The real estate push and their media mates in the Murdoch press in Australia love the phrase “a record 3 interest rate rises”, referring to the RBA’s moving the cash rate up by a modest total of 0.75% in 3 x 0.25% pixie steps in 2009, but of course not mentioning that this minor move up came after an unprecedented 3.25% slashing and hacking of rates over just a few months in 2008/09.

Pete
Guest
Enjoying the platonic realism, Dan. As you infer, we’ve already _had_ the property crash in that other great universe of the mind. Crackling synapses, Batman, there goes China, too!~ Why fight conventional wars?! ;) Experimented with the Rating System, by the way. None of my computers, abroad or here, permitted me to give a Thumbs Up or a Star rating to any response. At a mate’s place, however, I used his computer… and whaddya know… it all worked! Now I’m not so paranoid that I’d ever suspect you’re blocking property bears’ ratings in that parallel Plato-Zen shadow world. After all,… Read more »
james espositos
Guest
Every part of the monoply contolled media keeps talking up the realestate titanic.They are so worried that when the bubble bursts that they may also burst with it such is there precarious financial situation just look at News Ltd they will start charging for online content.Paying for the garbage they write is just such a turn off.For example a Brisbane paper wrote that 20 60 storey apartment blocks would have to be built for the next 10 years to satisfy demand in the housing market in Queensland alone.Yet on a recent visit to Cairns I couldnt help but notice the… Read more »
Unpopular Truth
Guest

Don’t ignore the fact that politicians will change the rules as needed to ensure they’re re-elected (or electable if in opposition). If housing is a religion in Australia, what does that tell you about politicians likely-hood of changing the rules to stop a property crash?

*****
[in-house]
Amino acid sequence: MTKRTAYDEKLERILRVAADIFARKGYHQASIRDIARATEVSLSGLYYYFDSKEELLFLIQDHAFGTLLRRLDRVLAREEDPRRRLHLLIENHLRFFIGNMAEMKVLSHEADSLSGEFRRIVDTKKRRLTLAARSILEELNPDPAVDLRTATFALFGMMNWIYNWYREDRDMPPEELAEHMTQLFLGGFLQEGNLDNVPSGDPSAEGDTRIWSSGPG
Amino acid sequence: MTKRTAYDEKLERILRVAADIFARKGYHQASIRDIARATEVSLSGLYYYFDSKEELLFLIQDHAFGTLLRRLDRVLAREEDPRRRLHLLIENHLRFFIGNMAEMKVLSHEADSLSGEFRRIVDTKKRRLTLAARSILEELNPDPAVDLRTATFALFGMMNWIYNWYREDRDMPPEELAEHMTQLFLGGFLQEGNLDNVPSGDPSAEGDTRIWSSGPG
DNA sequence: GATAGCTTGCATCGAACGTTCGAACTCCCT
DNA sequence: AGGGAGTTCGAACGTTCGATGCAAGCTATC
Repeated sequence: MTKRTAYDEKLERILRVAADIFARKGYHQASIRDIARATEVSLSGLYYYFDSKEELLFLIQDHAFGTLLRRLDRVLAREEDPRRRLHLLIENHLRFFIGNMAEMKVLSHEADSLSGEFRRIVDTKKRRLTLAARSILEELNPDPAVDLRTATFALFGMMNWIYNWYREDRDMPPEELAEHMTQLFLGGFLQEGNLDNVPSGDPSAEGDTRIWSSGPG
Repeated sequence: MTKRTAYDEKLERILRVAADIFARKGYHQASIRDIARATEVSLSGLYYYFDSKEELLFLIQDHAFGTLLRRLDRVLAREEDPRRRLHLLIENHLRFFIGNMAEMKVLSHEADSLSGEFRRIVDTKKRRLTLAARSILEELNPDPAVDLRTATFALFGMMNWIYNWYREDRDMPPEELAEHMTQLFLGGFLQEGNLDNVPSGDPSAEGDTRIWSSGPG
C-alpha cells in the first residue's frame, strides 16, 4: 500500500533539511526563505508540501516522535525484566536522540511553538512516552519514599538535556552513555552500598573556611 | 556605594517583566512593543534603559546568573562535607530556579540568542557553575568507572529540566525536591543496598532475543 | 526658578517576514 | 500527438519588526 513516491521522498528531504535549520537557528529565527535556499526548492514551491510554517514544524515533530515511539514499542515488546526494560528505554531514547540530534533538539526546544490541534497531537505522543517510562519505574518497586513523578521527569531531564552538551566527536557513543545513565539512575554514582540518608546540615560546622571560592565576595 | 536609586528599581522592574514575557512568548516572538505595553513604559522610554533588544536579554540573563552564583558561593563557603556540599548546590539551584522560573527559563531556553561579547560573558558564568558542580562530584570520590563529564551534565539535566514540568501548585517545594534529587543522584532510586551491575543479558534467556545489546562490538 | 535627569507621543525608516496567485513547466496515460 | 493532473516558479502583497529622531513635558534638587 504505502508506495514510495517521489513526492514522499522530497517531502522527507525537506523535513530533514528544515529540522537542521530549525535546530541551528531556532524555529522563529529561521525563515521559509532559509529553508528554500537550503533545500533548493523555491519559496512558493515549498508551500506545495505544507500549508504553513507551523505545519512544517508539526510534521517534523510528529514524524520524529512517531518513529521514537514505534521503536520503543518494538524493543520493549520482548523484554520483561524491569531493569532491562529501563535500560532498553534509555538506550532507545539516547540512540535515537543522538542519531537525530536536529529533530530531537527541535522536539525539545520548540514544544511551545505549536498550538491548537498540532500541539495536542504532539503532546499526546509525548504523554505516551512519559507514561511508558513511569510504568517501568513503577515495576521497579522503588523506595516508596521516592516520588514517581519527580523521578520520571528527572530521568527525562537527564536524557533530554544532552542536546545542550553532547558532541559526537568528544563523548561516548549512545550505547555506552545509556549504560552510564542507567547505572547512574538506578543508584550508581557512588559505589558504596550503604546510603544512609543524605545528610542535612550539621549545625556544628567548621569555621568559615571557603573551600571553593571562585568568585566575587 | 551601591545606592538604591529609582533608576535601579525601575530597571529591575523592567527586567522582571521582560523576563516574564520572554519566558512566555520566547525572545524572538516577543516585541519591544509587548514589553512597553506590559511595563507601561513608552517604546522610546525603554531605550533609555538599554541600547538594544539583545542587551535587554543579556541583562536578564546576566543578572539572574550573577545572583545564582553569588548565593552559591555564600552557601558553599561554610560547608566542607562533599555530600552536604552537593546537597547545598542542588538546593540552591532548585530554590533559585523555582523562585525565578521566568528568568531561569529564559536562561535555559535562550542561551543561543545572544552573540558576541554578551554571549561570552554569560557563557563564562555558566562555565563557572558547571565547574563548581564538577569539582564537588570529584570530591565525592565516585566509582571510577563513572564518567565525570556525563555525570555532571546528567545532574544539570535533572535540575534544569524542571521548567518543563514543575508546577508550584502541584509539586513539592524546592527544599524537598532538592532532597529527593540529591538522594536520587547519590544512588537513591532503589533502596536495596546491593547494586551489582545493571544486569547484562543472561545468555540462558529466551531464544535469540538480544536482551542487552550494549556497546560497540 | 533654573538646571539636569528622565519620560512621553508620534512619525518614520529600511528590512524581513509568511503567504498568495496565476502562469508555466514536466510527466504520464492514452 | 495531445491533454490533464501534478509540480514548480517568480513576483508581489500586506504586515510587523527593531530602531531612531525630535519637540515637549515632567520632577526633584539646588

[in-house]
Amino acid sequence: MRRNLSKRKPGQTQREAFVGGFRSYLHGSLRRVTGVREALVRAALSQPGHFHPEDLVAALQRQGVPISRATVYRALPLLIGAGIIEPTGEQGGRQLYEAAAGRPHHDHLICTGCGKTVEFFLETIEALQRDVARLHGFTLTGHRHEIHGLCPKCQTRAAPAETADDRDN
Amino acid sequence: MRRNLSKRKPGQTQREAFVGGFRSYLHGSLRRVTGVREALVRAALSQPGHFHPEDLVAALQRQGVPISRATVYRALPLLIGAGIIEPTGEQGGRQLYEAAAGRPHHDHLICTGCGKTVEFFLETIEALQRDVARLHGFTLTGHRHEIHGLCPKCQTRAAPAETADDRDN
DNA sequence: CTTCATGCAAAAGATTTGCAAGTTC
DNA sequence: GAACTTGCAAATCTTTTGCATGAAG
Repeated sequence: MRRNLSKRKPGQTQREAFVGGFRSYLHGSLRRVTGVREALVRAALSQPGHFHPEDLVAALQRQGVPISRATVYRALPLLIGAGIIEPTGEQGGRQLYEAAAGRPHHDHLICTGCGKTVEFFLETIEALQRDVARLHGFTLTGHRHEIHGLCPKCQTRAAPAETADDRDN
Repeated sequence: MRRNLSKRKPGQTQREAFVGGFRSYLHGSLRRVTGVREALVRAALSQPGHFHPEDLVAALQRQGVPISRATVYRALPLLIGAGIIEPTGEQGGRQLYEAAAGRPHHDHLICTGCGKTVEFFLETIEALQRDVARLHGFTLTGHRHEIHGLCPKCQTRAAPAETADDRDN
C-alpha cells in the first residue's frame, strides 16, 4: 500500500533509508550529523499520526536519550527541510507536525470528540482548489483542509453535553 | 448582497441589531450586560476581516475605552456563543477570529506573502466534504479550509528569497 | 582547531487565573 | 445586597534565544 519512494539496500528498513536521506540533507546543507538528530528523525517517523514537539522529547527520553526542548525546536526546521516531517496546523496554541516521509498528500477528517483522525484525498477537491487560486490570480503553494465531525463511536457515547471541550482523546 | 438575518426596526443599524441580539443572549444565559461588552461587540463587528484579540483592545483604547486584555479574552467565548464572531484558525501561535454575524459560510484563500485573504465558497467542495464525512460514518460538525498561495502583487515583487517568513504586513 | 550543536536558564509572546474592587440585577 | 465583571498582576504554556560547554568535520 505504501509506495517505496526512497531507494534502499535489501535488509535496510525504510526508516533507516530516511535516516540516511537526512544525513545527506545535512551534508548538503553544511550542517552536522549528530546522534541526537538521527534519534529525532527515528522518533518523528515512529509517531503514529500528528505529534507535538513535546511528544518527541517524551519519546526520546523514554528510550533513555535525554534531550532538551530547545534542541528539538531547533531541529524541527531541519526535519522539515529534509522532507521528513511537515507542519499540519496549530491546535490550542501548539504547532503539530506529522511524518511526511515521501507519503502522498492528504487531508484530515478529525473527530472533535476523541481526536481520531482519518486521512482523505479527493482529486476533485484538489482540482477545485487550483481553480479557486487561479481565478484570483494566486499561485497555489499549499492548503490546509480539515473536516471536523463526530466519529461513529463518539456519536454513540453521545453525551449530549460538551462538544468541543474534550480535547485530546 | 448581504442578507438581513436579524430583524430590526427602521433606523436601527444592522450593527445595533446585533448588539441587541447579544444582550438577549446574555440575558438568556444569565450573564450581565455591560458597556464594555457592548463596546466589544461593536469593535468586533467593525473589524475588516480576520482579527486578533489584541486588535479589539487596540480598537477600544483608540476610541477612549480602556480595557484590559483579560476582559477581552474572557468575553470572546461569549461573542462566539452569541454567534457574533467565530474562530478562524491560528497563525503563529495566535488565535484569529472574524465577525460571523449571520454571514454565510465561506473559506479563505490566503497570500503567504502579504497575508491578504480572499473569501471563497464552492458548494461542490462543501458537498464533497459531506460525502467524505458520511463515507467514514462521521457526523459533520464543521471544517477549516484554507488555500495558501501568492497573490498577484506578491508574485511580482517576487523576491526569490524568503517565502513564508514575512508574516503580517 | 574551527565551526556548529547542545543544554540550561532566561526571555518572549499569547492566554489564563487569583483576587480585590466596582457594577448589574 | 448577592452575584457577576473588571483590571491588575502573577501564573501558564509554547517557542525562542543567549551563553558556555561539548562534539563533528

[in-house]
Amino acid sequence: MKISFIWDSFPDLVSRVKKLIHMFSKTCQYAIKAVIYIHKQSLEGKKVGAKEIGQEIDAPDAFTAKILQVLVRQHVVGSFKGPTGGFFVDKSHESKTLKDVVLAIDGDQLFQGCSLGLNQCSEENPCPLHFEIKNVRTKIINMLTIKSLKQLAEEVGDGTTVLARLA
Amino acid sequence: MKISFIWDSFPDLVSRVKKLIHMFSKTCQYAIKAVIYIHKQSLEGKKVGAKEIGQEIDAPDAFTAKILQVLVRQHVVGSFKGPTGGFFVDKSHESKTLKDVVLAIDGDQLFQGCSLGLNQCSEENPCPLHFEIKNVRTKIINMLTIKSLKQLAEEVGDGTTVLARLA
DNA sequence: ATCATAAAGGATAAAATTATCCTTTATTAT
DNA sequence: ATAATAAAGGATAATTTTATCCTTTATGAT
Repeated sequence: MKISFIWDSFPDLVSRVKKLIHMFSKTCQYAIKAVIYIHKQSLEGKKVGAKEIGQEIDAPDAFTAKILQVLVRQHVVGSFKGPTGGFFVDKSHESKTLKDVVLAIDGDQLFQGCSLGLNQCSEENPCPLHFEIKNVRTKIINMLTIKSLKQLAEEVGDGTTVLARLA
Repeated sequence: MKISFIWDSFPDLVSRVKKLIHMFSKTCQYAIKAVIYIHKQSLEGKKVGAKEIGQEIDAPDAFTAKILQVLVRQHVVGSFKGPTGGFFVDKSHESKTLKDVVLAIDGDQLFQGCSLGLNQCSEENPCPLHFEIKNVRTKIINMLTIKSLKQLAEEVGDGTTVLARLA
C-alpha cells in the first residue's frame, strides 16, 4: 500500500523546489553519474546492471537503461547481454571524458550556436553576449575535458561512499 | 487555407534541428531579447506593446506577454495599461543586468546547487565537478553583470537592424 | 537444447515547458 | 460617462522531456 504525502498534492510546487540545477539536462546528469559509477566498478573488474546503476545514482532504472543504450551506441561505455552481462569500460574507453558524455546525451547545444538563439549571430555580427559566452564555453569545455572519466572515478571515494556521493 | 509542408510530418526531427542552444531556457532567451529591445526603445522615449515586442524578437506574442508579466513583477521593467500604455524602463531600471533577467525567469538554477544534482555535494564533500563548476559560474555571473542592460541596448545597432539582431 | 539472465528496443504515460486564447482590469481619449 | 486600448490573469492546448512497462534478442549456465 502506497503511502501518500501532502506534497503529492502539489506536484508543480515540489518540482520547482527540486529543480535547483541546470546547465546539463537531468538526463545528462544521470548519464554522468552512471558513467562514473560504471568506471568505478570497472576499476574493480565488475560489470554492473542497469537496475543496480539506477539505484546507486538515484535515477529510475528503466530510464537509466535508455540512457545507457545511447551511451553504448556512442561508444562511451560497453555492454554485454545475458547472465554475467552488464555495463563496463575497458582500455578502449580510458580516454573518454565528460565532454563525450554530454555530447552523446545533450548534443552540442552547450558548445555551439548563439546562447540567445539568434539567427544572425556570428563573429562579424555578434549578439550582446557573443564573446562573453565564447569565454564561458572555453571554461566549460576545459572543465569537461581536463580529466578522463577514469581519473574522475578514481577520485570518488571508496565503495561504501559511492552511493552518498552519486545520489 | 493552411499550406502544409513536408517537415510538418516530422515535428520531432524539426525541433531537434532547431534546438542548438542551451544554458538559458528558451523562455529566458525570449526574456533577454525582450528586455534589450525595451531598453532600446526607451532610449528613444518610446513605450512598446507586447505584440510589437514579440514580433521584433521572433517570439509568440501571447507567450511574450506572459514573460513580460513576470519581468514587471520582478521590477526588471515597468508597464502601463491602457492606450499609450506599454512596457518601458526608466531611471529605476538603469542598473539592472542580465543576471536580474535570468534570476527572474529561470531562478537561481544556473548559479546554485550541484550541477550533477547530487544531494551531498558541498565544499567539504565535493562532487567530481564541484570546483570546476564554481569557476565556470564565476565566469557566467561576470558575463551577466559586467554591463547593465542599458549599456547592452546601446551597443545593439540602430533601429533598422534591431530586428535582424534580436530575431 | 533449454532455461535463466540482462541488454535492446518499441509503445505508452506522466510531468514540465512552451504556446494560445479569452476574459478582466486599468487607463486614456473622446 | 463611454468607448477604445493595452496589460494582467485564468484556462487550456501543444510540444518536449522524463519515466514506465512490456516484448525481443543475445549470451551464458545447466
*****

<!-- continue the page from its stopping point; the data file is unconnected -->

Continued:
Even if that would help first home buyers, there are a lot more people with houses already than are looking for houses.

wasabu
Guest

The other religion around here is the belief politicians and governments can fix things. All they can do is postpone corrections and thereby make things worse (ie steal more money from private enterprise to sustain unproductive bubbles like real estate).

Australians are pretty much socialists. Free markets are always on notice when elections come around. The Pollies like to engineer their futures by encourage the ‘something for nothing’ personality. See great article by Ty Andros: http://www.gold-speculator.com/editors-picks/18180-something-nothing-personality.html

The day of reckoning cometh, it always does!

Justin
Guest

Sugar’s still looking good! CSR is into sugar is it not?

Ned S
Guest

DD said: “Yet day after day, everyone in the press (and in polite society) pretends that things are going along quite normally.”

Well the fact is that things are going along quite normally – For Oz anyway with house prices up not too far from their average for the last 55 years.

Joe
Guest

Ned, what’s your source?

Ned S
Guest

Nigel Stapledon’s Oz house price data back to 1880 – Keen certainly seems to accept his figures.
Some graphs based on Stapledon’s stuff here:
http://www.stubbornmule.net/2009/06/property-prices/

Wages
Guest
Ned, i would like to see the comparison charts on wages and consumable products and see whether they have to averaged out since 1880’s. I think you will find that the wages have dropped off significantly in the last few decades and this is why the situation is untenable. I think i shared this a few weeks back but a mate of mine was stressed to the eyeballs that he was going to miss out on entering the property market after a messy divorce. He started looking at the $350,000 mark after a few Auctions in September he went back… Read more »